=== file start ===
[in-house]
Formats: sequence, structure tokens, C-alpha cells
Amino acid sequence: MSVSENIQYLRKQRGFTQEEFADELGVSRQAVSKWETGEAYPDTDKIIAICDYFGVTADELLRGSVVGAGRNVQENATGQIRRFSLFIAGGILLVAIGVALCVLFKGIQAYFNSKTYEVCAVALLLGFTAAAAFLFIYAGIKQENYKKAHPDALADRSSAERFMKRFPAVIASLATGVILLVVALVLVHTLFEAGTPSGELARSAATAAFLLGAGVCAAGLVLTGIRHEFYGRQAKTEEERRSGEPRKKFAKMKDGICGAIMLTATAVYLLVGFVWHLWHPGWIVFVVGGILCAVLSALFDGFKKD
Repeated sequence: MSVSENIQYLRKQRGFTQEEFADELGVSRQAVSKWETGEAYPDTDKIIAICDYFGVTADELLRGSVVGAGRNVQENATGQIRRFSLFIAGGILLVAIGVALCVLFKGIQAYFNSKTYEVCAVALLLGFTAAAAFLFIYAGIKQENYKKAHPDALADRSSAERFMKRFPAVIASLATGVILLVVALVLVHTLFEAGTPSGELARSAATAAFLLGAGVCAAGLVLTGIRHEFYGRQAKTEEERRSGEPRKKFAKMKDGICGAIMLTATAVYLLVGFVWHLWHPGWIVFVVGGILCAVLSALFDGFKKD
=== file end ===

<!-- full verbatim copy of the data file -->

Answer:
[in-house]
Formats: sequence, structure tokens, C-alpha cells
Amino acid sequence: MSVSENIQYLRKQRGFTQEEFADELGVSRQAVSKWETGEAYPDTDKIIAICDYFGVTADELLRGSVVGAGRNVQENATGQIRRFSLFIAGGILLVAIGVALCVLFKGIQAYFNSKTYEVCAVALLLGFTAAAAFLFIYAGIKQENYKKAHPDALADRSSAERFMKRFPAVIASLATGVILLVVALVLVHTLFEAGTPSGELARSAATAAFLLGAGVCAAGLVLTGIRHEFYGRQAKTEEERRSGEPRKKFAKMKDGICGAIMLTATAVYLLVGFVWHLWHPGWIVFVVGGILCAVLSALFDGFKKD
Repeated sequence: MSVSENIQYLRKQRGFTQEEFADELGVSRQAVSKWETGEAYPDTDKIIAICDYFGVTADELLRGSVVGAGRNVQENATGQIRRFSLFIAGGILLVAIGVALCVLFKGIQAYFNSKTYEVCAVALLLGFTAAAAFLFIYAGIKQENYKKAHPDALADRSSAERFMKRFPAVIASLATGVILLVVALVLVHTLFEAGTPSGELARSAATAAFLLGAGVCAAGLVLTGIRHEFYGRQAKTEEERRSGEPRKKFAKMKDGICGAIMLTATAVYLLVGFVWHLWHPGWIVFVVGGILCAVLSALFDGFKKD